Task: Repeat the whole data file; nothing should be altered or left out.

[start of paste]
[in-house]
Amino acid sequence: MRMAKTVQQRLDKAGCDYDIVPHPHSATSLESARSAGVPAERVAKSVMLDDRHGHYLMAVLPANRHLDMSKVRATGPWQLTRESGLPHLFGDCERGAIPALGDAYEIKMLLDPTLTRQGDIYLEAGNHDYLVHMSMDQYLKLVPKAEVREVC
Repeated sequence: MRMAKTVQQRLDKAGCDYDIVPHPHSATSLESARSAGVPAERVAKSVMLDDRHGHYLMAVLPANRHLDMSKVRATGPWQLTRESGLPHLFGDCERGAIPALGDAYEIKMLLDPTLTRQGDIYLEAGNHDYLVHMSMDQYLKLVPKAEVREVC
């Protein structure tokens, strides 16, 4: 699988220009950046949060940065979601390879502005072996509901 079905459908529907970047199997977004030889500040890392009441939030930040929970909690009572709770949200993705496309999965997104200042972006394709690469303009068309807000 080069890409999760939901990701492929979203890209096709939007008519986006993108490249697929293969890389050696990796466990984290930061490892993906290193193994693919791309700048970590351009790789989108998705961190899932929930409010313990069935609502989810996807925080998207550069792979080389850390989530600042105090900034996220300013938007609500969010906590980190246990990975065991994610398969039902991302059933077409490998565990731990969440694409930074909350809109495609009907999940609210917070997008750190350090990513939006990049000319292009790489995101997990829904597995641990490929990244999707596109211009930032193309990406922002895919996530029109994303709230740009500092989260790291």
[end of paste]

[in-house]
Amino acid sequence: MRMAKTVQQRLDKAGCDYDIVPHPHSATSLESARSAGVPAERVAKSVMLDDRHGHYLMAVLPANRHLDMSKVRATGPWQLTRESGLPHLFGDCERGAIPALGDAYEIKMLLDPTLTRQGDIYLEAGNHDYLVHMSMDQYLKLVPKAEVREVC
Repeated sequence: MRMAKTVQQRLDKAGCDYDIVPHPHSATSLESARSAGVPAERVAKSVMLDDRHGHYLMAVLPANRHLDMSKVRATGPWQLTRESGLPHLFGDCERGAIPALGDAYEIKMLLDPTLTRQGDIYLEAGNHDYLVHMSMDQYLKLVPKAEVREVC
């Protein structure tokens, strides 16, 4: 699988220009950046949060940065979601390879502005072996509901 079905459908529907970047199997977004030889500040890392009441939030930040929970909690009572709770949200993705496309999965997104200042972006394709690469303009068309807000 080069890409999760939901990701492929979203890209096709939007008519986006993108490249697929293969890389050696990796466990984290930061490892993906290193193994693919791309700048970590351009790789989108998705961190899932929930409010313990069935609502989810996807925080998207550069792979080389850390989530600042105090900034996220300013938007609500969010906590980190246990990975065991994610398969039902991302059933077409490998565990731990969440694409930074909350809109495609009907999940609210917070997008750190350090990513939006990049000319292009790489995101997990829904597995641990490929990244999707596109211009930032193309990406922002895919996530029109994303709230740009500092989260790291």